How It’s Done: Jason Isbell Throws Down Some Rock and Roll in North Carolina
It’s been a wild few years for Jason Isbell, one can only imagine. A stunning songwriter with an impressive track record, he met and fell in love with another stunning songwriter who helped him sober up and participated in a sort of songwriter challenge with him. For who knows how long, both disappeared for the day, wrote a song, then came together at the end of the day to share what they’d created. This gave rise to some of the most extraordinary work of his career thus far. Tell it the way people tend to tell stories, and the whole thing comes across like a particularly provocative episode of the TV show Nashville, except that all this really happened. And, somewhere behind or around or through the dramatic arc of it all, life went on, with all its unsexy, uninterestingness; all its quiet moments and unknowables, and the stuff that makes someone need to make more music when they’ve already spent a lifetime doing just that.
Isbell wrote at least 11 more songs (but I’m guessing quite a few more) and laid them down for an album called Something More Than Free, which will drop on July 17 via Thirty Tigers. I’ve been listening to it for a few weeks now. It passes the toddler test (my daughter loves it, even though she can’t possibly understand it). But it also stirs my stomach and chest into a colorful, stormy swirl every time. In fact, if Southeastern had never existed, this would easily be the best work of his career. But it’s hard to top the scariest honest moments that come through in songs like “Cover Me Up” and “Relatively Easy.” Then again, telling the truth isn’t a contest. As long as Isbell can keep telling it this way — through stories that he embodies even when they’re not his own, with the empathy and intuitive emphasis he just automatically brings — we will all be better off.
On a beautiful late spring night this past weekend, Isbell took the outside stage at Pisgah Brewing, in Black Mountain, NC. First up, though, was Amanda Shires, who delivered a collection of tunes from her various releases, but shone the brightest on the ones from her 2013 album Down Fell the Doves. How that disc was so overlooked, is beyond me. It came from an artist who had finally found her stride as a songwriter. It felt like the opening of a door, and I’m excited to learn what she found in there, when her next album comes.
Shires is a gifted songwriter whose fiddle-driven tunes balance darkness, humor, and intrigue in a way that is nowhere near as easy as she makes it look. Speaking of which, though clothes have nothing to do with anything musically, she deserves accolades for making it through that hour in those shoes, that pregnant, and still managing to sing and play, to rock hard, undaunted and undistracted.
After a short break, Isbell arrived ten minutes ahead of schedule, maybe just to enjoy the view from the stage before darkness swallowed it up for the night. The view at Pisgah is a handful of Smoky Mountains beyond the ugly industrial buildings of the brewery, and this juxtaposition created the perfect setting for the blue collar revelation and redemption songs like “Speed Trap Town” that dominate Something More Than Free. It also made the guitar-driven rock tunes from further back in Isbell’s catalog, like “Go It Alone” and “Never Gonna Change,” all the more noticeable.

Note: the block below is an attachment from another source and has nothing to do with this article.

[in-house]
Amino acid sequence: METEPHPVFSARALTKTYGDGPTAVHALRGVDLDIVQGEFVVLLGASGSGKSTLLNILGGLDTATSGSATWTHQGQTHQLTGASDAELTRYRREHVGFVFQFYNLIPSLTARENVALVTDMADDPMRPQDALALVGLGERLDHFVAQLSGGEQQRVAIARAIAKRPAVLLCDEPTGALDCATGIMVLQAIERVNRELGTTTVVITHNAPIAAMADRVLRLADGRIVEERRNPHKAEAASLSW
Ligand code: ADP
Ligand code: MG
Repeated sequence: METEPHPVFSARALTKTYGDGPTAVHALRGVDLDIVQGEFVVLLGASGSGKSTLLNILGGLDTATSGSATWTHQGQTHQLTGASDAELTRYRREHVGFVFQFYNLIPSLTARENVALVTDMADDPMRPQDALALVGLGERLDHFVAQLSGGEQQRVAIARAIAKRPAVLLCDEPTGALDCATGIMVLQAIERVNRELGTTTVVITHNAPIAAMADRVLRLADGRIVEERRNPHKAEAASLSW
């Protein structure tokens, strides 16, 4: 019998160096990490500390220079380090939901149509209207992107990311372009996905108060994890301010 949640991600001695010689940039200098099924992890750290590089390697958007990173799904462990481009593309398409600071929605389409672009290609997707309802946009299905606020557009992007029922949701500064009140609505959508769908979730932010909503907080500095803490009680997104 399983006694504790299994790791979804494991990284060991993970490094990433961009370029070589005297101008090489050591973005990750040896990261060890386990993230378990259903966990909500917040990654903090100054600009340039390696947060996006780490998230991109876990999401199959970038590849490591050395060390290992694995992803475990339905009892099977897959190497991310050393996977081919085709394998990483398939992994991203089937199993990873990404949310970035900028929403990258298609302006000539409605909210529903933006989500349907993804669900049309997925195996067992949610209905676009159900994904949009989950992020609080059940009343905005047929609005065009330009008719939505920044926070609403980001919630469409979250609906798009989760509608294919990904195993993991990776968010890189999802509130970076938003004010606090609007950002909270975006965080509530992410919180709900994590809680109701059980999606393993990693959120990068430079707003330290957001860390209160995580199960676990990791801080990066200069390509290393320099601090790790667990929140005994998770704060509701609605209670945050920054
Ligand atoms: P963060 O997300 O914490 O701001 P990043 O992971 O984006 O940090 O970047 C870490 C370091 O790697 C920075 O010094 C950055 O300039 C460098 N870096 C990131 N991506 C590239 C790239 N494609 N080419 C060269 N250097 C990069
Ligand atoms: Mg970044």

In fact, as a sworn life-long hater of guitar solos, I was pleased to find myself rapt by Isbell’s various turns on his instrument of choice. Sometimes, he walks as far forward on the stage as he can, juts his chin up an inch or two, closes his eyes, and rips the everloving crap out of his guitar. Other times, the solos seem to catch him as unaware as they catch everyone else. It’s as though his fingers start pacing the fretboard demanding the space, and his tight band creates it for them. “Never Gonna Change” was the strongest moment of the night in that regard, so it’s good that he saved it for toward the end. We’d stepped back to the rear of the crowd and took it in as the confluence of sheer noise onstage fashioned its way into that shockingly catchy melody. Red and yellow lights shot across the air at diagonals, like the flames that seemed to be pouring from Isbell’s muscular guitar. It was a feat of rock and roll. It was how it should be done. Even a guitar solo hater like me had to recognize.
But it wasn’t all hard rocking. The sizable acoustic set started eight songs in, with “Different Days,” from Southeastern, and lasted another eight songs, through an intimate and heartbreaking turn on “Elephant,” with only Isbell, Amanda Shires, and keyboardist Derry DeBorja. Between those two, came an exquisite rendition of “Alabama Pines,” the always-stirring “Cover Me Up,” and a particualrly raucus, almost celebratory turn on “Codeine.”
Taken at face value, it was an excellent show, balancing new material and old, a few Drive-By Truckers tunes thrown in for good measure. It felt like a solid tour through his remarkable talent, and the whole arc of life that’s gotten him to where he is now. It’s hard to take a songwriter like Jason Isbell only at face value, though; there is so much more brewing below the surface of his work. And, knowing the narrative that’s been repeated about him in every review for the past few years — including, granted, this one — it was nice to spend this gorgeous, clear, warm night in the presence of his music and witness the freedom that comes when a group of talented people just give it all they’ve got.